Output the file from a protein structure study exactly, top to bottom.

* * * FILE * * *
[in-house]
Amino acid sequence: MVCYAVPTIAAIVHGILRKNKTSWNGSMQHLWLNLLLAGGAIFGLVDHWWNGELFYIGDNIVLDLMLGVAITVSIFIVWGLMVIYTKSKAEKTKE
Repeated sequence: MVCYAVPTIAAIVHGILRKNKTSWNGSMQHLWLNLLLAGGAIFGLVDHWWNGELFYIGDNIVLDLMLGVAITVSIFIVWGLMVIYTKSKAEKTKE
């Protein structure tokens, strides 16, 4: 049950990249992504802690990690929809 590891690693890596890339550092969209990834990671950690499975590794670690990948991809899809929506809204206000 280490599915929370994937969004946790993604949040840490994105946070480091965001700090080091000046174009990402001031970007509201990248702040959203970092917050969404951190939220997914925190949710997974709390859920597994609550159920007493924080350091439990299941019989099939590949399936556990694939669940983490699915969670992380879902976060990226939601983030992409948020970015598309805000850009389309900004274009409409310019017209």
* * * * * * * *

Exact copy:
[in-house]
Amino acid sequence: MVCYAVPTIAAIVHGILRKNKTSWNGSMQHLWLNLLLAGGAIFGLVDHWWNGELFYIGDNIVLDLMLGVAITVSIFIVWGLMVIYTKSKAEKTKE
Repeated sequence: MVCYAVPTIAAIVHGILRKNKTSWNGSMQHLWLNLLLAGGAIFGLVDHWWNGELFYIGDNIVLDLMLGVAITVSIFIVWGLMVIYTKSKAEKTKE
């Protein structure tokens, strides 16, 4: 049950990249992504802690990690929809 590891690693890596890339550092969209990834990671950690499975590794670690990948991809899809929506809204206000 280490599915929370994937969004946790993604949040840490994105946070480091965001700090080091000046174009990402001031970007509201990248702040959203970092917050969404951190939220997914925190949710997974709390859920597994609550159920007493924080350091439990299941019989099939590949399936556990694939669940983490699915969670992380879902976060990226939601983030992409948020970015598309805000850009389309900004274009409409310019017209």